Improvement projects for the lean programme were identified by the group of trained lean practitioners with the participation of their team members. These were then sent to senior management where projects were prioritised and signed off. Prioritisation was based on how aligned each proposal was to the service strategy and to the outcomes promised by the delivery.

At the end of the project identification stage, the service came up with a combination of small easy-to-deliver projects (with very quick wins), medium-sized projects which involved services across the department and a couple of much larger cross-council projects, which unsurprisingly we found to be the most challenging to deliver.


Any project, small or big, will always have a group of sceptics, often with good reason. This is particularly true for improvement projects where changes in the past have led to negative outcomes for people on the ground, or had little to no effect, other than perhaps raising false hopes. Lean programmes also suffer from the bad connotation the word “lean” often has, after in the past cost cutting exercises had been deemed “lean” initiatives.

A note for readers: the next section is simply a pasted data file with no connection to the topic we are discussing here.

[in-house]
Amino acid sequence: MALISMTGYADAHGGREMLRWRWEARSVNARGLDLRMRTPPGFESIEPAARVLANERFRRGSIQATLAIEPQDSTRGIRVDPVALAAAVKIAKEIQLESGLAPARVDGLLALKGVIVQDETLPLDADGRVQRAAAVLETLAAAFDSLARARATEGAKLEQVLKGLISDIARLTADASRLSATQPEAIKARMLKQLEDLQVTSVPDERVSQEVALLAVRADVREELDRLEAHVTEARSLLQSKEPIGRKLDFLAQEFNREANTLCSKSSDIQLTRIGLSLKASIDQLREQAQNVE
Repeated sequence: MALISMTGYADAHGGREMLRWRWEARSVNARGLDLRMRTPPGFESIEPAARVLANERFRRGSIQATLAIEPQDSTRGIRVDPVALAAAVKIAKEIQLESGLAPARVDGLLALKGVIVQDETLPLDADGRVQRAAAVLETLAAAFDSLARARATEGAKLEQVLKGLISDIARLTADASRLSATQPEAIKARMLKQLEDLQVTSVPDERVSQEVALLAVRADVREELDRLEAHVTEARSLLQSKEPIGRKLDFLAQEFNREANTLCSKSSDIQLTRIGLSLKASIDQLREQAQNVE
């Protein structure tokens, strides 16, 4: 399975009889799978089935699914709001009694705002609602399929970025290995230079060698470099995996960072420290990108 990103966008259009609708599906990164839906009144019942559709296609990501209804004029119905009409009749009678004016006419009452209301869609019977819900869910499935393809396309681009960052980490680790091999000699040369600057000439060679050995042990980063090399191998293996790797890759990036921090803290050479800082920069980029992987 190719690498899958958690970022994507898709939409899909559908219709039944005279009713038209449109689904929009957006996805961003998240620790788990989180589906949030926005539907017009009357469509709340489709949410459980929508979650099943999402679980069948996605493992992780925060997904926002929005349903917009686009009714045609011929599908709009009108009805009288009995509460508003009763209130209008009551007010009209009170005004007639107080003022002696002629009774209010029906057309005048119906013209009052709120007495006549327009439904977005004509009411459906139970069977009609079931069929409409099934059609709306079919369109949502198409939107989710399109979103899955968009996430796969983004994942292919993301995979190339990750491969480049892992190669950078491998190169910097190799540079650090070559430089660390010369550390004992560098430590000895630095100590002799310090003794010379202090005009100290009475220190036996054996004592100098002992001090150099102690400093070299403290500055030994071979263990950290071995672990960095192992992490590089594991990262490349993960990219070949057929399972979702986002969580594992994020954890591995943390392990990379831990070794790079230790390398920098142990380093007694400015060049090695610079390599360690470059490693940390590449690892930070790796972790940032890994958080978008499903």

In retrospect, the high degree of opposition from our union should not have come as a surprise when we launched our programme. They felt so passionately about it that they immediately wrote an email asking people not to participate in the programme, including an excerpt stating that lean was “evil” and that it meant we were going to be cutting jobs.